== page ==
Geographical indications (GI) as a form of intellectual property
have a great potential unlocking value in a brand. They are signs
and indications necessarily linked to a particular territory and GI
products constitute a genuine interest for producers as they unlock
value by capitalizing on consumers' desire for diversity,
typical, quality products.
Darjeeling tea, when brewed has a distinctive naturally
occurring aroma, mouth feel and taste and the infused leaf has a
distinctive fragrance. Connoisseurs assert that it is the champagne
of teas since its flavor is unique and cannot be replicated. The
quality, reputation and characteristics of Darjeeling tea are
essentially attributable to its geographical origin. Due to these
special characteristics, the tea has acquired recognition in India
and abroad as Darjeeling tea since a long time and any member of
trade or public in India or abroad ordering Darjeeling tea or
seeing tea so advertised or offered for sale, will expect it to be
cultivated and grown in Darjeeling district having the aforesaid
special characteristics. Darjeeling tea is India's treasured
Geographical Indication and forms a very important part of
India's cultural and collective intellectual heritage.
In 2007, The Tea Board of India and the Darjeeling Tea
Association invoked a provision in the EU Commission Regulation
510/2006 to ask the European Commission to accord the Protected
Geographical Status (PGI) to Darjeeling Tea. Under the Commission
Regulation 1898/2006 laid for the implementation of Regulation
510/2006, registrations of GIs by producers in third countries can
be made directly to the Commission. The rules also allow
individuals in third countries to object to an application for the
protection of GI directly to the commission rather than through
their governments. European Union had granted the geographical
indication status to Darjeeling tea last year, however
authenticating its origin was to be substantiated by implementation
of this status, which involves a phasing-out period within which
products, which do not conform to the law and are not authentic
from Darjeeling, the hill district of Bengal, are driven out of the
market. Recently, the European Trade Council and the German Tea
Association, as reported, have agreed to confer the PGI status on
Darjeeling tea, the first commodity from India to get such status.
This implies that the tea produced only in Darjeeling can be sold
as Darjeeling tea in the European Union. The blenders in EU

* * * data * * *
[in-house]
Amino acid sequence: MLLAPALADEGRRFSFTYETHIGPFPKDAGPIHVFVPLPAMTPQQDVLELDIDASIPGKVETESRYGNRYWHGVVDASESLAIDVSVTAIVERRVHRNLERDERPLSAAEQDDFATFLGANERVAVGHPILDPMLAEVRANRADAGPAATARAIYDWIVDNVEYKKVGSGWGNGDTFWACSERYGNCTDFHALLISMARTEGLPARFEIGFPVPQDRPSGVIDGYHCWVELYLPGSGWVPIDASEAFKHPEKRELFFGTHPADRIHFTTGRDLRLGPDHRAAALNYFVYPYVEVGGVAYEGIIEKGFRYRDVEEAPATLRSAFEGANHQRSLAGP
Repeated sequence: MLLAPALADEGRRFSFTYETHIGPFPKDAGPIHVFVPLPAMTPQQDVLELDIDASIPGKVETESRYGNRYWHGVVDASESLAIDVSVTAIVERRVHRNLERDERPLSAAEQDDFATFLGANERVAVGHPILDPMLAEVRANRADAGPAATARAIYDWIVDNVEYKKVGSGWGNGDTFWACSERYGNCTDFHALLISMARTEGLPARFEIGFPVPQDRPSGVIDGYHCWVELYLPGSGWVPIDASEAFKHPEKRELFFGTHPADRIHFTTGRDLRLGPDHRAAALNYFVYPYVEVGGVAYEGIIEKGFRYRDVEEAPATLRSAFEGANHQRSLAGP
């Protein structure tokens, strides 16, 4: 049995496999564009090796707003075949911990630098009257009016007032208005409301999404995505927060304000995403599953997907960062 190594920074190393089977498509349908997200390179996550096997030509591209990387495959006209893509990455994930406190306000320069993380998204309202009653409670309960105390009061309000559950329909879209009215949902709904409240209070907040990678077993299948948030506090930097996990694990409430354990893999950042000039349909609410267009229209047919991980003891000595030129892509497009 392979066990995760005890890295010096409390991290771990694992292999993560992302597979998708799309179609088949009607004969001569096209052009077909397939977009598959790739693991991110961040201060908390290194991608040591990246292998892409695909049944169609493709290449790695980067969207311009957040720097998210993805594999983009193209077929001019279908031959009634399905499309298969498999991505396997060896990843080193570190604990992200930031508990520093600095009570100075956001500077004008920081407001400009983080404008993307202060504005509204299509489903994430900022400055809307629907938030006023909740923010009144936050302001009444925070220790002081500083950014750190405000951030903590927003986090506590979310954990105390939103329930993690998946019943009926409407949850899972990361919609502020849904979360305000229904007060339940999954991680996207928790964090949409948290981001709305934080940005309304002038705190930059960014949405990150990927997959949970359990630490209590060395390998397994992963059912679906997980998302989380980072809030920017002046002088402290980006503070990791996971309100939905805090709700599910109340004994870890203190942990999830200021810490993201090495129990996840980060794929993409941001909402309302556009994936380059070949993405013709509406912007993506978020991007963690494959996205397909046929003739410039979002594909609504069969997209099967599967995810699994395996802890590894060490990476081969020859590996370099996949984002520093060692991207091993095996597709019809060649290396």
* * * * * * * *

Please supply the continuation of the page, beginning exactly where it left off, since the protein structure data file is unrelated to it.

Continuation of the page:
countries now will not be allowed to mix any tea with Darjeeling
tea and sell it as Darjeeling tea; only those packets that contain
100% Darjeeling tea with the Darjeeling Logo and the PGI logo
labeled on them can be sold as Darjeeling tea. The reports also say
that it has also been decided that the European Trade Council and
the Darjeeling Tea Association along with the Tea Board will
jointly promote Darjeeling Tea in the European market.
The system created to provide protection throughout EU for the
geographical indications and designations of origin of certain
agricultural products and foodstuffs is "Protected
Geographical Indication" (PGI) system. It covers foodstuffs
produced, processed and prepared in a given geographical area using
recognized know-how. Under the system, the geographical link must
occur in at least one of the stages of production, processing or
preparation and such link between the characteristics of the
product and the geographical area must be proven.
Darjeeling tea is already registered as a GI in India. The PGI
status in European Union will prevent misuse of the name Darjeeling
Tea. In the past, the Tea Board has fought more than 15 cases
against infringement and misuse of the Darjeeling name including
from Sri Lanka, the US and France. It was successful in seeking
rejection of trademark application for "Darjeeling
Nouveau" by Republic of Tea (ROT), a US company. The Trademark
Trial & Appeal Board of the US ruled that ROT had not been able
to prove that consumers view Darjeeling tea as a generic type, as
opposed to tea from the Darjeeling region in India. Another
important victory for Tea Board was against Dusong, a french
company, adoption of the Darjeeling mark with a kettle device. The
Court of Appeal of Paris ruled that Dusong's mark impaired the
GI Darjeeling and is prejudicial to the Tea Board's interest.
Reports suggest that applications for registering Darjeeling Tea
have been made before the Japanese Property Right Organisation for
granting of the Production of Regional Origin (PRO) in Japan and
also before the Trade Administration Authority (TAA) of USA for
grant of Community Collection Mark in USA. The PRO and TAA are
supposed to be similar to the PGI tag.
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guide to the subject matter. Specialist advice should be sought
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